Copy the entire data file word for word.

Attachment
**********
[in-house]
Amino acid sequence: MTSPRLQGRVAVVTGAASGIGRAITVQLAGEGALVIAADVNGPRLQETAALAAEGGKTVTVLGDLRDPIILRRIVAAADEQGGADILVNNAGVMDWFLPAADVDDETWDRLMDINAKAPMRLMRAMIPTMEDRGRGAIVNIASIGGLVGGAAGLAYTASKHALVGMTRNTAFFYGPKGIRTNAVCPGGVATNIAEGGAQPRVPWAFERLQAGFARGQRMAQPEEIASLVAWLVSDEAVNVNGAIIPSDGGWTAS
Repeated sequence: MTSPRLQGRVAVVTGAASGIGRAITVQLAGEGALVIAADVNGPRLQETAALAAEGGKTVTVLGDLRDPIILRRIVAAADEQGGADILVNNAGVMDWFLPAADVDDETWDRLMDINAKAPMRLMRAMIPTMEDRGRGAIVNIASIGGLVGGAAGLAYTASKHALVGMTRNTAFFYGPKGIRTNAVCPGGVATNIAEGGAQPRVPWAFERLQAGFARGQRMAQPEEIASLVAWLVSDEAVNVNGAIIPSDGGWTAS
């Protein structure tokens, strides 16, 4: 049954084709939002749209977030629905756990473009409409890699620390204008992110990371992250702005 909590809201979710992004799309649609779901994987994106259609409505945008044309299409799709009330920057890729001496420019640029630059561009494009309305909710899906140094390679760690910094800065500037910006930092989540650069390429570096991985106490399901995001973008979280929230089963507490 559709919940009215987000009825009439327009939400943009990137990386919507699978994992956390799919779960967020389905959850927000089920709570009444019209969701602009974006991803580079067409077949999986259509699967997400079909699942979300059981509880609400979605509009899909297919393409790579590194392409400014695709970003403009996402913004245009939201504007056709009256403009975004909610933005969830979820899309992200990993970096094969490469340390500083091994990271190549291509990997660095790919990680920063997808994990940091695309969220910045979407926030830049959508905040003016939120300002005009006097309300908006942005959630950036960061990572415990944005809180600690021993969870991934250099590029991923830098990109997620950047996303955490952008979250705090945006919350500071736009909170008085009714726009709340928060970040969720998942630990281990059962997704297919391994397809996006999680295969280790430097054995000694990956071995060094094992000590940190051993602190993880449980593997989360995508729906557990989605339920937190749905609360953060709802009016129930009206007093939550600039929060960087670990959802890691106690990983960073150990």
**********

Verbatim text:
[in-house]
Amino acid sequence: MTSPRLQGRVAVVTGAASGIGRAITVQLAGEGALVIAADVNGPRLQETAALAAEGGKTVTVLGDLRDPIILRRIVAAADEQGGADILVNNAGVMDWFLPAADVDDETWDRLMDINAKAPMRLMRAMIPTMEDRGRGAIVNIASIGGLVGGAAGLAYTASKHALVGMTRNTAFFYGPKGIRTNAVCPGGVATNIAEGGAQPRVPWAFERLQAGFARGQRMAQPEEIASLVAWLVSDEAVNVNGAIIPSDGGWTAS
Repeated sequence: MTSPRLQGRVAVVTGAASGIGRAITVQLAGEGALVIAADVNGPRLQETAALAAEGGKTVTVLGDLRDPIILRRIVAAADEQGGADILVNNAGVMDWFLPAADVDDETWDRLMDINAKAPMRLMRAMIPTMEDRGRGAIVNIASIGGLVGGAAGLAYTASKHALVGMTRNTAFFYGPKGIRTNAVCPGGVATNIAEGGAQPRVPWAFERLQAGFARGQRMAQPEEIASLVAWLVSDEAVNVNGAIIPSDGGWTAS
């Protein structure tokens, strides 16, 4: 049954084709939002749209977030629905756990473009409409890699620390204008992110990371992250702005 909590809201979710992004799309649609779901994987994106259609409505945008044309299409799709009330920057890729001496420019640029630059561009494009309305909710899906140094390679760690910094800065500037910006930092989540650069390429570096991985106490399901995001973008979280929230089963507490 559709919940009215987000009825009439327009939400943009990137990386919507699978994992956390799919779960967020389905959850927000089920709570009444019209969701602009974006991803580079067409077949999986259509699967997400079909699942979300059981509880609400979605509009899909297919393409790579590194392409400014695709970003403009996402913004245009939201504007056709009256403009975004909610933005969830979820899309992200990993970096094969490469340390500083091994990271190549291509990997660095790919990680920063997808994990940091695309969220910045979407926030830049959508905040003016939120300002005009006097309300908006942005959630950036960061990572415990944005809180600690021993969870991934250099590029991923830098990109997620950047996303955490952008979250705090945006919350500071736009909170008085009714726009709340928060970040969720998942630990281990059962997704297919391994397809996006999680295969280790430097054995000694990956071995060094094992000590940190051993602190993880449980593997989360995508729906557990989605339920937190749905609360953060709802009016129930009206007093939550600039929060960087670990959802890691106690990983960073150990």